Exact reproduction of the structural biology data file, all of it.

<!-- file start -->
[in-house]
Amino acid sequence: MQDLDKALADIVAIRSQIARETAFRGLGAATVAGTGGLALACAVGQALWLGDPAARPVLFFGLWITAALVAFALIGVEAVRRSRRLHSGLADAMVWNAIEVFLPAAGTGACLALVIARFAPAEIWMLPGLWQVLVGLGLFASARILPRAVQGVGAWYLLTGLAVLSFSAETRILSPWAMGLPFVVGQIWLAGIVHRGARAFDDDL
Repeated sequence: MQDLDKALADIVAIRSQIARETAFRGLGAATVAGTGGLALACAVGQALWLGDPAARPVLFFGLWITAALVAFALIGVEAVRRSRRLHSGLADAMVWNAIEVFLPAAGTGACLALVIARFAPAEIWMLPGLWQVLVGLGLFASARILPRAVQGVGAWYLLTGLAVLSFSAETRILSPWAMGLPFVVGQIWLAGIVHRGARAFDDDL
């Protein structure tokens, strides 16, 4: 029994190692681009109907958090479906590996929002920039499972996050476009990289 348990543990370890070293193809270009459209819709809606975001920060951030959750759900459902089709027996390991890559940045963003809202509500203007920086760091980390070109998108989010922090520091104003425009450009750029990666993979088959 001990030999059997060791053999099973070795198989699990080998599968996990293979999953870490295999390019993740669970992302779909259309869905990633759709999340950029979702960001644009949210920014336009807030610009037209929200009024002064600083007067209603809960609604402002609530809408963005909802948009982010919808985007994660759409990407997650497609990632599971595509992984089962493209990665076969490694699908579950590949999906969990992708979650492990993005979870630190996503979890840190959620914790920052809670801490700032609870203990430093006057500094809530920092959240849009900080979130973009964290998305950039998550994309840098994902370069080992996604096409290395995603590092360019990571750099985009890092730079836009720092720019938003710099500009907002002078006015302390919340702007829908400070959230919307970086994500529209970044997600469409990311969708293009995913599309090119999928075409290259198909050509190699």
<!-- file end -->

[in-house]
Amino acid sequence: MQDLDKALADIVAIRSQIARETAFRGLGAATVAGTGGLALACAVGQALWLGDPAARPVLFFGLWITAALVAFALIGVEAVRRSRRLHSGLADAMVWNAIEVFLPAAGTGACLALVIARFAPAEIWMLPGLWQVLVGLGLFASARILPRAVQGVGAWYLLTGLAVLSFSAETRILSPWAMGLPFVVGQIWLAGIVHRGARAFDDDL
Repeated sequence: MQDLDKALADIVAIRSQIARETAFRGLGAATVAGTGGLALACAVGQALWLGDPAARPVLFFGLWITAALVAFALIGVEAVRRSRRLHSGLADAMVWNAIEVFLPAAGTGACLALVIARFAPAEIWMLPGLWQVLVGLGLFASARILPRAVQGVGAWYLLTGLAVLSFSAETRILSPWAMGLPFVVGQIWLAGIVHRGARAFDDDL
């Protein structure tokens, strides 16, 4: 029994190692681009109907958090479906590996929002920039499972996050476009990289 348990543990370890070293193809270009459209819709809606975001920060951030959750759900459902089709027996390991890559940045963003809202509500203007920086760091980390070109998108989010922090520091104003425009450009750029990666993979088959 001990030999059997060791053999099973070795198989699990080998599968996990293979999953870490295999390019993740669970992302779909259309869905990633759709999340950029979702960001644009949210920014336009807030610009037209929200009024002064600083007067209603809960609604402002609530809408963005909802948009982010919808985007994660759409990407997650497609990632599971595509992984089962493209990665076969490694699908579950590949999906969990992708979650492990993005979870630190996503979890840190959620914790920052809670801490700032609870203990430093006057500094809530920092959240849009900080979130973009964290998305950039998550994309840098994902370069080992996604096409290395995603590092360019990571750099985009890092730079836009720092720019938003710099500009907002002078006015302390919340702007829908400070959230919307970086994500529209970044997600469409990311969708293009995913599309090119999928075409290259198909050509190699």